We are not intended to live our Christian lives alone. We are members of a community. Most of this living occurs within the context of our local church. It’s here that strategic relationships emerge with opportunities to provide deeply personal care. Overall these relationships are meant to help us to follow Jesus faithfully. Often we find an area of sanctification that we want to focus on and then ask another Christian to keep us accountable. It’s common for us to refer to these relationships as our accountability partners.
But what makes a good accountability partner? And, how can we be helpful to our brothers and sisters? Here are some important traits.
It is important to know if the person who is going to help you is a Christian or not. Certainly one may find help from non-Christians. However, in the full scope of what I believe the Scriptures teach, the consistent application of a biblical worldview is supported by a right relationship with God himself. We live by the Spirit of God under the Word of God. Therefore, it is preferred that an accountability partner be another Christian and ideally a member of the same local church (Rom. 8:5; 1 Cor. 2:14-15).
Bearing burdens and excising sin takes work (Gal. 6:1-2). More than just being available this requires being involved. It has to be the kind of commitment that weathers storms, endures difficulty, and is willing to see it through. This type of commitment realizes the stiff headwinds of adversity on the front end. It’s the embrace of a family member that says, “I’m with you and will be with you through this.” In the despair of sin and temptation, knowing that someone is there with you, slugging it out, is a great encouragement.
Of course, we will be of little ultimate help if we are simply willing to take phone calls, answer texts, and show up. As useful as this is, we still need to say something. What will we say? Here it’s vital that we believe the Bible is God’s Word. Really this is of the utmost importance. If we are convinced that the Bible is the inspired, inerrant, infallible, and sufficient Word of God, then we have something to say (2 Tim. 3:16-4:4;1 Thess. 5:11). If we don’t, then in one sense, it doesn’t matter what we say. To penetrate through the haze of sin and blaring noise of temptation, an accountability partner must have the conviction that God’s Word is true. This obviously has tremendous implications for what we believe about God, humanity, sin, judgment, grace, mercy, and repentance. We need conviction to be helpful.
By this, I don’t mean that to be an accountability partner we must be sinless. Obviously we are all sinners and all in need of help. But I do believe that there is wisdom in considering the maturity of someone whom you chose to ask to help you. If you have three guys struggling with purity who agree to meet together and talk about their struggles but none is seeing victory in sin, how helpful is this in the long run? There is wisdom in having someone who has demonstrated godliness help you to do the same through regular accountability (Eph. 4:11-15; Col. 1:28).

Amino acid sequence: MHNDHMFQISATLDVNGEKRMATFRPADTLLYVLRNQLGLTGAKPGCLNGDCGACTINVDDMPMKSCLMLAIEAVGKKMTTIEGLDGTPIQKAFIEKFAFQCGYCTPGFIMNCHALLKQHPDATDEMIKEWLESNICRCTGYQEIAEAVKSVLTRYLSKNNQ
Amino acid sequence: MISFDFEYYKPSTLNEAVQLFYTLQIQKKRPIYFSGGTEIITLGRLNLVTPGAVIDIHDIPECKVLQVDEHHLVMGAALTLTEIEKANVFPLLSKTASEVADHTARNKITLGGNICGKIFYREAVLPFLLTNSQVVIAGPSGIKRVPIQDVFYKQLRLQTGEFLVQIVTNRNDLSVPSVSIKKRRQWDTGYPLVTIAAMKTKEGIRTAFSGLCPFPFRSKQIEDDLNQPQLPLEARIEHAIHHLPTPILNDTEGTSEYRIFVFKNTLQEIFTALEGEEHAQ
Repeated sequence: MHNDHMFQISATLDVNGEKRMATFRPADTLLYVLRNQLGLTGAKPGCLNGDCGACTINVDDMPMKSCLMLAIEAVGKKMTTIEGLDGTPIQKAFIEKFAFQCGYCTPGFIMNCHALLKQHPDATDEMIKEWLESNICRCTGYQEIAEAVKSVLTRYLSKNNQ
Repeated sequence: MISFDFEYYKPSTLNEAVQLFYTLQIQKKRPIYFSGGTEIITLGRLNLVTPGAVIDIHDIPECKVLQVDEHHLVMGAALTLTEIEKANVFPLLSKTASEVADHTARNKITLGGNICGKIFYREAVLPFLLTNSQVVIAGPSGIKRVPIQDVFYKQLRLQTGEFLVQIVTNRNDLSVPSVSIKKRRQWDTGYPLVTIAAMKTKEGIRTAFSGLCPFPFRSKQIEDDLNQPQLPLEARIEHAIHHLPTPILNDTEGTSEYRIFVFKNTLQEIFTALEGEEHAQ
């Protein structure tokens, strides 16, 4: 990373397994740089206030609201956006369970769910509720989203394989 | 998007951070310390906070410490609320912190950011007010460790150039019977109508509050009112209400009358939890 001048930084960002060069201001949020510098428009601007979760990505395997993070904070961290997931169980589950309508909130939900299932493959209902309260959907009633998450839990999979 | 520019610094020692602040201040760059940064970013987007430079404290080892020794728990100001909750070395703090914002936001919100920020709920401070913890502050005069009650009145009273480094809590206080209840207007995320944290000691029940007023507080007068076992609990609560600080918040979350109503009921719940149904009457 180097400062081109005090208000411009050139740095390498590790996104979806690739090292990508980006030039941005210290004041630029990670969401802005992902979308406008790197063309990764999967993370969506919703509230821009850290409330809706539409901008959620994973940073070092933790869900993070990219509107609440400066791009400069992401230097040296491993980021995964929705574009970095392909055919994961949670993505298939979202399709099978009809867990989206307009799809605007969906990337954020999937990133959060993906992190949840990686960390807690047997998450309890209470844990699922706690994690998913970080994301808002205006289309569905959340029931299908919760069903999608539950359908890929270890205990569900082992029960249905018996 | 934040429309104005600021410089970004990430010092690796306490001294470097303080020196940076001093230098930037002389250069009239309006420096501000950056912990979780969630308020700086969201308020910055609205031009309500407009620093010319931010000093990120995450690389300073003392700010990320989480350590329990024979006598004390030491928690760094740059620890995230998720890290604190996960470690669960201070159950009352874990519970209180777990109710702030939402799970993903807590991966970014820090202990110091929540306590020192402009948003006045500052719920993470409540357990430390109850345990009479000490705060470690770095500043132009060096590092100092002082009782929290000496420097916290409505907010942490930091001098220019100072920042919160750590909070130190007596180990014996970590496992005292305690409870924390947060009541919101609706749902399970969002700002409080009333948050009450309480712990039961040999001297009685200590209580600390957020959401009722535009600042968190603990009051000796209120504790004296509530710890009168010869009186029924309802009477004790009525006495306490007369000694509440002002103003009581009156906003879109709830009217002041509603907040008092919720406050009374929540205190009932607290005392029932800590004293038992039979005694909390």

Most people shy away from confrontation. We don’t like it. But, to help each other grow we need people in our lives who are courageous enough to call a spade a spade. We need a friend to come alongside us and say, “Here’s what I’m seeing, and this is what God’s Word says.” This takes courage. If the goal is spiritual growth through accountability then implicit in this is the courage to call the other person out when they are not obeying God’s Word (Col. 3:16-17; Rom. 15:14; Matt. 18:15-18).
There must be clarity on two fronts.
First, there must be clarity on God’s Word. This goes with the section on conviction above. We must know the Word of God and the God of the Word, and we must speak with clarity on his behalf. To be helpful in matters of spiritual growth—especially in issues that may require strong accountability—there needs to be clarity. This involves what God has said in matters of law (this is what God requires us to do) and gospel (this is what God has done in Christ for us).
Second, there should be clarity on our role. Accountability partners are not the Savior nor are they the Holy Spirit. On occasion, we might be tempted to fear our accountability partner more than we fear God. This is not helpful, because it was a lack of fear of God that got us into sin in the first place (Rom. 3:18). There’s also the temptation to cling to the accountability partner like they are the Savior. Instead of wearing out a path to the throne of grace (Heb. 4:16) we blow up our accountability partner’s phone with texts. There’s nothing wrong with texting of course, but the helpful accountability partner understands their role. They have clarity. And so they will regularly point their friend back to God and his sufficient grace. This takes humility as well as clarity—and often, time.
Helping our brothers and sisters with sin is hard and heavy work. The most useful in this regard reflect Christ. And if we are reflecting Christ, then we are compassionate helpers. The early 20th-century theologian B. B. Warfield observed the descriptions of our Lord Jesus and found the most common was compassion. If accountability partners are aiming to render Christlike service, then they must reflect his compassion. Like Jesus, we must have a heart that breaks over sin and teachers those who are struggling with eyes full of love and compassion (Matt. 9:35ff). I don’t think compassion obscures anything I’ve already written. Instead, it colors it. We are most like Christ when we are clear with the Bible, courageously pointing out sin, and doing it with loving compassion.
In short, a good accountability partner is someone who’s working hard to follow Jesus and willing to help others to do the same.